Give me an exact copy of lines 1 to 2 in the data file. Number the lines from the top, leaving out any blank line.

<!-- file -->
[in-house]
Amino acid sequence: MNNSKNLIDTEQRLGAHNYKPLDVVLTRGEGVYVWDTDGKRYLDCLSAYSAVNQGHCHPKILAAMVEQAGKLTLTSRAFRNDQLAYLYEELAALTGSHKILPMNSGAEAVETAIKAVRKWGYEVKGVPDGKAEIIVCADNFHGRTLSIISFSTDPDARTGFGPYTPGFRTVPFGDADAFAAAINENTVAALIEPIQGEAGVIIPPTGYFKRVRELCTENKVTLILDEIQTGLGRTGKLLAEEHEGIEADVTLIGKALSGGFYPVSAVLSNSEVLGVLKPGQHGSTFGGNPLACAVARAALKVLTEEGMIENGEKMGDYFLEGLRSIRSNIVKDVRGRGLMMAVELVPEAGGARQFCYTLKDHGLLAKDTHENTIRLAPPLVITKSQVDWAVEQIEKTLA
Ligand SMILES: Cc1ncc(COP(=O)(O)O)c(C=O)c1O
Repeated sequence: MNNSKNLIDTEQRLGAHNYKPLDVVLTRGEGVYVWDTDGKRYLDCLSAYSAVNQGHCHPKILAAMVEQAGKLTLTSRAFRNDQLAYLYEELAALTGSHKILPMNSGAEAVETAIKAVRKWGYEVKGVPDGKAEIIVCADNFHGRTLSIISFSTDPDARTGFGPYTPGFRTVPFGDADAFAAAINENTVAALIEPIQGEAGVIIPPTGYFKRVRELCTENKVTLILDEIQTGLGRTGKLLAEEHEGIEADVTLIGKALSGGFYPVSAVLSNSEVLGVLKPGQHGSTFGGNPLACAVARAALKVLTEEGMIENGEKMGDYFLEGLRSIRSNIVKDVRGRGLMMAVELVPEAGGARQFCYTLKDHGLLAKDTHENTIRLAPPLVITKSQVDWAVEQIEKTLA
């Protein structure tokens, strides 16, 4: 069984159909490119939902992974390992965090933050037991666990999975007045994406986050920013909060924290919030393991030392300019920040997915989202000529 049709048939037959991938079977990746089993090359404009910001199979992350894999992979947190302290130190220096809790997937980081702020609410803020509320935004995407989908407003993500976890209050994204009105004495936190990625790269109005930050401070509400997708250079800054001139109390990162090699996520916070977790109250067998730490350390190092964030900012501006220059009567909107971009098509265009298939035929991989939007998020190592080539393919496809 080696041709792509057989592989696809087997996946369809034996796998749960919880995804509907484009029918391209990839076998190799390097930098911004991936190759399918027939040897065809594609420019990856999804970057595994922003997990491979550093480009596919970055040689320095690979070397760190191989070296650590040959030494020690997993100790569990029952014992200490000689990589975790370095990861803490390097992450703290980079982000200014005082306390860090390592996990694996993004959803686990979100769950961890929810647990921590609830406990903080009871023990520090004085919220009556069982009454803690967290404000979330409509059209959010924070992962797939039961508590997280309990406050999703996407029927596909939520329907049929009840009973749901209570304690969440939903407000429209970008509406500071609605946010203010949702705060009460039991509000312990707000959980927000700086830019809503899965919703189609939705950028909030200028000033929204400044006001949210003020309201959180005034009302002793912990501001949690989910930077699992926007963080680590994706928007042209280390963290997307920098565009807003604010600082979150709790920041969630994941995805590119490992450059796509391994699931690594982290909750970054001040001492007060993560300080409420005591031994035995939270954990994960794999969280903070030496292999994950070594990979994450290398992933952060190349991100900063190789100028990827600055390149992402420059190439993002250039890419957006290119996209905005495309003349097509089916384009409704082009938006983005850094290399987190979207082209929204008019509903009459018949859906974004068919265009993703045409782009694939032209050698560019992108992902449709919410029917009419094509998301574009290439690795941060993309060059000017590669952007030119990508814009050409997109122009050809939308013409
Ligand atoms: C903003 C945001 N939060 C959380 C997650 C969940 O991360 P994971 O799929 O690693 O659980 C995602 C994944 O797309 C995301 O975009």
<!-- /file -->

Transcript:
[in-house]
Amino acid sequence: MNNSKNLIDTEQRLGAHNYKPLDVVLTRGEGVYVWDTDGKRYLDCLSAYSAVNQGHCHPKILAAMVEQAGKLTLTSRAFRNDQLAYLYEELAALTGSHKILPMNSGAEAVETAIKAVRKWGYEVKGVPDGKAEIIVCADNFHGRTLSIISFSTDPDARTGFGPYTPGFRTVPFGDADAFAAAINENTVAALIEPIQGEAGVIIPPTGYFKRVRELCTENKVTLILDEIQTGLGRTGKLLAEEHEGIEADVTLIGKALSGGFYPVSAVLSNSEVLGVLKPGQHGSTFGGNPLACAVARAALKVLTEEGMIENGEKMGDYFLEGLRSIRSNIVKDVRGRGLMMAVELVPEAGGARQFCYTLKDHGLLAKDTHENTIRLAPPLVITKSQVDWAVEQIEKTLA